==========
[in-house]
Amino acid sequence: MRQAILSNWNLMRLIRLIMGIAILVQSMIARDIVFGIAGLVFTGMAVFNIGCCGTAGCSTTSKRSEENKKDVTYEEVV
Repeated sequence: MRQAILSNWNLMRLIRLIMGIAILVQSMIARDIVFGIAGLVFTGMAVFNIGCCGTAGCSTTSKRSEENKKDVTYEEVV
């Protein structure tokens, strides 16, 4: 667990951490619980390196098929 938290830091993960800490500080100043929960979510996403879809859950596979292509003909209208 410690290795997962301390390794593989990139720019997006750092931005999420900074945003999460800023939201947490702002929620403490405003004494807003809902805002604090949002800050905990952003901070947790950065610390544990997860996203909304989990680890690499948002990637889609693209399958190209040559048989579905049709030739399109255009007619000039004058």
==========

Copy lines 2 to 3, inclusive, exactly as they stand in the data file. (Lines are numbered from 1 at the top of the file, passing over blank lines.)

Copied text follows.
Amino acid sequence: MRQAILSNWNLMRLIRLIMGIAILVQSMIARDIVFGIAGLVFTGMAVFNIGCCGTAGCSTTSKRSEENKKDVTYEEVV
Repeated sequence: MRQAILSNWNLMRLIRLIMGIAILVQSMIARDIVFGIAGLVFTGMAVFNIGCCGTAGCSTTSKRSEENKKDVTYEEVV